March 17, 2017: Gut
https://www.readbyqxmd.com/read/28303750/the-gut-microbiome-obesity-and-weight-control-in-women-s-reproductive-health
#11
K Leigh Greathouse, Mary Ann Faucher, Marie Hastings-Tolsma
The microbes residing in the human gut, referred to as the microbiome, are intricately linked to energy homeostasis and subsequently obesity. Integral to the origins of obesity, the microbiome is believed to affect not only health of the human gut but also overall health. This microbiome-obesity association is mediated through the process of energy extraction, metabolism, and cross talk between the brain and the gut microbiome. Host exposures, including diet, that potentially modify genetic predisposition to obesity and affect weight management are reviewed...
March 1, 2017: Western Journal of Nursing Research
https://www.readbyqxmd.com/read/28303126/the-influence-of-host-stress-on-the-mechanism-of-infection-lost-microbiomes-emergent-pathobiomes-and-the-role-of-interkingdom-signaling
#12
John C Alverdy, James N Luo
Mammals constantly face stressful situations, be it extended periods of starvation, sleep deprivation from fear of predation, changing environmental conditions, or loss of habitat. Today, mammals are increasingly exposed to xenobiotics such as pesticides, pollutants, and antibiotics. Crowding conditions such as those created for the purposes of meat production from animals or those imposed upon humans living in urban environments or during world travel create new levels of physiologic stress. As such, human progress has led to an unprecedented exposure of both animals and humans to accidental pathogens (i...
2017: Frontiers in Microbiology
https://www.readbyqxmd.com/read/28302863/transfer-of-dysbiotic-gut-microbiota-has-beneficial-effects-on-host-liver-metabolism
#13
Simon Nicolas, Vincent Blasco-Baque, Audren Fournel, Jerome Gilleron, Pascale Klopp, Aurelie Waget, Franck Ceppo, Alysson Marlin, Roshan Padmanabhan, Jason S Iacovoni, François Tercé, Patrice D Cani, Jean-François Tanti, Remy Burcelin, Claude Knauf, Mireille Cormont, Matteo Serino
Gut microbiota dysbiosis has been implicated in a variety of systemic disorders, notably metabolic diseases including obesity and impaired liver function, but the underlying mechanisms are uncertain. To investigate this question, we transferred caecal microbiota from either obese or lean mice to antibiotic-free, conventional wild-type mice. We found that transferring obese-mouse gut microbiota to mice on normal chow (NC) acutely reduces markers of hepatic gluconeogenesis with decreased hepatic PEPCK activity, compared to non-inoculated mice, a phenotypic trait blunted in conventional NOD2 KO mice...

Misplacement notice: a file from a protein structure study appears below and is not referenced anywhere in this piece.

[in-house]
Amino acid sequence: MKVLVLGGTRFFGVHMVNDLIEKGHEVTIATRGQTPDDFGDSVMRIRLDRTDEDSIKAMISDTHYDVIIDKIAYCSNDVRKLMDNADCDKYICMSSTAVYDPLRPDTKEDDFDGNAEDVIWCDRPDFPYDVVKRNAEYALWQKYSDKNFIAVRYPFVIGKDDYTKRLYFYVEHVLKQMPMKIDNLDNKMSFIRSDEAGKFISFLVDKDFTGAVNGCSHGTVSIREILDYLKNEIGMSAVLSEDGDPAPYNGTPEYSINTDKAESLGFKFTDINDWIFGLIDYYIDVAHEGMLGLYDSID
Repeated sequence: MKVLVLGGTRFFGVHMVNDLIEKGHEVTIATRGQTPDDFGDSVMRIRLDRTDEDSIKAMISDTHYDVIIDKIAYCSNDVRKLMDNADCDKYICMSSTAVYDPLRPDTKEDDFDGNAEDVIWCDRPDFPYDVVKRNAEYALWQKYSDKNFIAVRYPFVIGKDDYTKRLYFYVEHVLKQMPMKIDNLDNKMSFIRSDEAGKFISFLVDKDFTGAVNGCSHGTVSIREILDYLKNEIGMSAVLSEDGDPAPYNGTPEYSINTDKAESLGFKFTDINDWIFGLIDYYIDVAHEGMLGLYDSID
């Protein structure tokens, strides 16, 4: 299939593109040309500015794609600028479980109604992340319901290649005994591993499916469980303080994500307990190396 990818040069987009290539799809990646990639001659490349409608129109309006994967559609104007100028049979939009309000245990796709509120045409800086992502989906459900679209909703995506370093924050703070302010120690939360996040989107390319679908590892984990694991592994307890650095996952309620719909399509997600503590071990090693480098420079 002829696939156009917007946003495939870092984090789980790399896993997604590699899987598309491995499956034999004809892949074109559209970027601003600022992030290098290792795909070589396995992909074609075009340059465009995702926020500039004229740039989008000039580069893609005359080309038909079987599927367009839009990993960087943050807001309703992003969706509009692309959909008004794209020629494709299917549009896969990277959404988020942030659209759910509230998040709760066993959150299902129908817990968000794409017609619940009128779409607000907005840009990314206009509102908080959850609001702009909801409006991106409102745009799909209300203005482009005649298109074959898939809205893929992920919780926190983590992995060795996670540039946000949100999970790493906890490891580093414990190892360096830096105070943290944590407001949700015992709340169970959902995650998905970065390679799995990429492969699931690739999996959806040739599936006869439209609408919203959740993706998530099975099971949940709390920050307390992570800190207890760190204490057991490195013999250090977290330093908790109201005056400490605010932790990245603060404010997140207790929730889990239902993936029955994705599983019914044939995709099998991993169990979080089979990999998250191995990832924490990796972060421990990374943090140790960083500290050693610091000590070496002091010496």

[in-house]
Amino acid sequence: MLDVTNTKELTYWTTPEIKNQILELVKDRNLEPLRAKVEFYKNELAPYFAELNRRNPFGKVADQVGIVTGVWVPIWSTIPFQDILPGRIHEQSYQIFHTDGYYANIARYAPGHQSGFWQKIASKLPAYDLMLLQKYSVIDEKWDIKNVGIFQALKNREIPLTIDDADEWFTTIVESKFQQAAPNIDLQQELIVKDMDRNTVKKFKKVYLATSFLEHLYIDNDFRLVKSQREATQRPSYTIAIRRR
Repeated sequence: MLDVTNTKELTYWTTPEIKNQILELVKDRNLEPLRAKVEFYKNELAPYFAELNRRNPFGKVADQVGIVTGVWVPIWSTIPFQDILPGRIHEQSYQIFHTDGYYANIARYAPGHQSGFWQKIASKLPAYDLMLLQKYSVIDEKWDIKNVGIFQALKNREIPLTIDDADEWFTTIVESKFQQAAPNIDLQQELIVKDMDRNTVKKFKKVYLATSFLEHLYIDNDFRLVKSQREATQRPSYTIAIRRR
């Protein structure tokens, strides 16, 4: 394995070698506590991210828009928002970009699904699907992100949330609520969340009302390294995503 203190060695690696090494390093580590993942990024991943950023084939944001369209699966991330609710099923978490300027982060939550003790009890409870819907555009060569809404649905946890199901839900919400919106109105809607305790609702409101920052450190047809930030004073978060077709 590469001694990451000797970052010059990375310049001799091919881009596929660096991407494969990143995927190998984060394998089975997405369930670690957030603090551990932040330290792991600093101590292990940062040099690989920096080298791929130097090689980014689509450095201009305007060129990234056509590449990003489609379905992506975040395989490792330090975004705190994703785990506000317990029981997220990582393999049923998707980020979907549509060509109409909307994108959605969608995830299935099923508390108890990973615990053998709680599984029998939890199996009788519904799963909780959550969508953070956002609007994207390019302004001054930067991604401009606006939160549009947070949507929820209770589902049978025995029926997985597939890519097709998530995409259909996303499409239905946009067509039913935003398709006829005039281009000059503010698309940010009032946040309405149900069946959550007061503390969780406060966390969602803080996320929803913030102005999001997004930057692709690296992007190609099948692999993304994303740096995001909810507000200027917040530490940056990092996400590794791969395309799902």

March 16, 2017: Molecular Systems Biology
https://www.readbyqxmd.com/read/28301775/the-microbiome-and-host-behavior
#14
Helen E Vuong, Jessica M Yano, Thomas C Fung, Elaine Y Hsiao
The microbiota is increasingly recognized for its ability to influence the development and function of the nervous system and several complex host behaviors. In this review, we discuss emerging roles for the gut microbiota in modulating host social and communicative behavior, stressor-induced behavior, and performance in learning and memory tasks. We summarize effects of the microbiota on host neurophysiology, including brain microstructure, gene expression, and neurochemical metabolism across regions of the amygdala, hippocampus, frontal cortex, and hypothalamus...
March 8, 2017: Annual Review of Neuroscience
https://www.readbyqxmd.com/read/28301545/implication-of-the-intestinal-microbiome-as-a-potential-surrogate-marker-of-immune-responsiveness-to-experimental-therapies-in-autoimmune-diabetes
#15
James C Needell, Charles A Dinarello, Diana Ir, Charles E Robertson, Sarah M Ryan, Miranda E Kroehl, Daniel N Frank, Danny Zipris
Type 1 diabetes (T1D) is an autoimmune proinflammatory disease with no effective intervention. A major obstacle in developing new immunotherapies for T1D is the lack of means for monitoring immune responsiveness to experimental therapies. The LEW1.WR1 rat develops autoimmunity following infection with the parvovirus Kilham rat virus (KRV) via mechanisms linked with activation of proinflammatory pathways and alterations in the gut bacterial composition. We used this animal to test the hypothesis that intervention with agents that block innate immunity and diabetes is associated with a shift in the gut microbiota...